• Tenure of the current management/team 
  • Performance over a range of timeframes, both absolute and relative to that investment’s benchmark and peer group 
  • Risk measurements, risk-adjusted returns and capture ratios, as appropriate 
  • Any significant changes in mandate, governance, management, asset size, portfolio allocation, style, etc. 
  • Costs, restrictions 


(1) Reports from plan vendors can contain a great deal of useful information.  To the extent that they are missing any data that would allow the fiduciaries to make well-informed, objective decisions, supplementary information should be obtained from another source and it should be made part of the meeting’s record.
(2) Don’t just judge the plan’s investments against a limited universe of alternatives offered by your vendor.  Judge them against the broader universe.  Depending upon the economics of your plan, you may be able to request “outside” funds as appropriate.
  •  If your plan offers asset allocation portfolios or other managed accounts, their risk-adjusted performance should be reviewed as well 
  • All decisions should be consistent with the plan’s Investment Policy Statement (IPS).  A carefully worded IPS can be a big help to the plan’s fiduciaries and participants.  But -- this is really important -- a poorly worded IPS can be a source of much potential liability.  Your IPS should be reviewed by an attorney knowledgeable about such matters. 
  • Fee disclosures – Plan-level disclosure is here now, and participant-level disclosures will be here during Q2.  Discuss these in detail with your service providers.  Fiduciaries are obligated to understand all of the fees charged to the plan and to determine their reasonableness.  This will involve some sort of benchmarking on your part.  You should decide whether the participant-level disclosures should be accompanied by some form of communication. 
    • As part of fee disclosure, you should make sure you know exactly who is being paid how much, and its composition.  Do you have a broker or advisor?  Do they earn the exact same percentage compensation from each of the plan’s investments (“levelized compensation”)?  If not, there may be a prohibited transaction, so it is really important to understand this.   
  • Does your plan have an ERISA account to collect revenue sharing from the investment vendors?  If not, ask your vendor to explain the current economics of your plan and whether an ERISA account is feasible.  If you do have one, consider establishing a policy on how any excess revenue will be used. 
  • Review the demographics and success metrics that were mentioned earlier to see if any employee communication or education campaigns are indicated. 
  • Are there any new regulations, trends or developments that the fiduciaries should learn about?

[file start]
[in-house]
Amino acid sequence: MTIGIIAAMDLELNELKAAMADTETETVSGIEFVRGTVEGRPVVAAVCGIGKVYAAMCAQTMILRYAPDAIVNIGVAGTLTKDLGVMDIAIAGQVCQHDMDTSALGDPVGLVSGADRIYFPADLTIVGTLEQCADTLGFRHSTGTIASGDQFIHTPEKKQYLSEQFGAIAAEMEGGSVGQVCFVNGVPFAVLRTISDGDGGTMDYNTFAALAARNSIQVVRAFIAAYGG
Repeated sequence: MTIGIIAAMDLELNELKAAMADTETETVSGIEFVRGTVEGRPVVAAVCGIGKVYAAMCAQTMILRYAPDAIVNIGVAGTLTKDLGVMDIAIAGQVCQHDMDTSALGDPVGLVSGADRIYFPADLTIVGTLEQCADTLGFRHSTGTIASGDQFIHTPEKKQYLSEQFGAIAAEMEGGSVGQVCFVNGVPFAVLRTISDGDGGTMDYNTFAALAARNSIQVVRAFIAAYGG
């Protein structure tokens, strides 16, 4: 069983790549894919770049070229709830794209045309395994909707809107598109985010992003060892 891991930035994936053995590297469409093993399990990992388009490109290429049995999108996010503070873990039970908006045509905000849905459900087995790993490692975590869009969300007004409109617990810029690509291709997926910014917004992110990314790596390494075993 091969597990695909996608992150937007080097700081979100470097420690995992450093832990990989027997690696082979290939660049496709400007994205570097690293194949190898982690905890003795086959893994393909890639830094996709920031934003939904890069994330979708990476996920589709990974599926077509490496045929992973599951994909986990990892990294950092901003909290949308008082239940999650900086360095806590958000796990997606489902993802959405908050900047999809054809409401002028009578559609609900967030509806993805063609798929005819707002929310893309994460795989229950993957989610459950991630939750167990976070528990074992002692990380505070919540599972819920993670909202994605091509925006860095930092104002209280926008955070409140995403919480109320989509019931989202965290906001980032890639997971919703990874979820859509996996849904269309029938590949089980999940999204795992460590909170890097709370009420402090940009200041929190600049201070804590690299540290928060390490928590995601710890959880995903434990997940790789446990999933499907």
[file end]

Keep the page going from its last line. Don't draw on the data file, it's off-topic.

• Review the administrative side of the plan.   
    • Have all contributions been processed in a timely fashion? 
    • Were there any issues with the plan’s discrimination testing? 
    • Are there any issues related to Form 5500 filings? 
    • Is the plan otherwise being operated in compliance with its document? 
      • Are eligibility and entry dates being carefully observed? 
      • Is service being properly tracked for eligibility and vesting? 
      • Are matching contributions being calculated in accordance with the document? 
      • Are loans being administered properly? 
      • Are distributions being processed in accordance with the plan’s terms? 
    • Are any document updates or amendments needed? 
    • Have all required notices been distributed in a timely fashion?  (SAR, SMM, SPD, Safe Harbor, Auto Enrollment, QDIA, etc.) 
    • Are the service providers performing satisfactorily? 
  • Any other business?  Set time for next meeting. 


Summary:  Plans have lots of moving parts, and lots of possibilities.  Lots of things can go wrong, but there is no reason why your experience should be anything but positive if you manage your plan tightly.  The review meeting presents a focal point where your team of decision makers can get together and ensure that everything that should be done is being done, and vice versa.  Having a clear understanding of what is expected under ERISA can help to structure the agenda for your reviews and, more broadly, the way your plan is managed.  It is important to understand whether your service providers are accepting any fiduciary responsibility, to filter their input accordingly, and to decide whether to seek supplementary advice elsewhere.    


Jim Phillips, President, and Patrick McGinn CFA, Vice President, Retirement Resources 


Patrick and Jim have over 50 years of combined investment and retirement plans experience.  Retirement Resources in a Registered Investment Advisor that helps employees retire with greater security, while helping employers manage workload, costs and fiduciary liability. 



NOTE: This feature is to provide general information only, does not constitute legal advice, and cannot be used or substituted for legal or tax advice.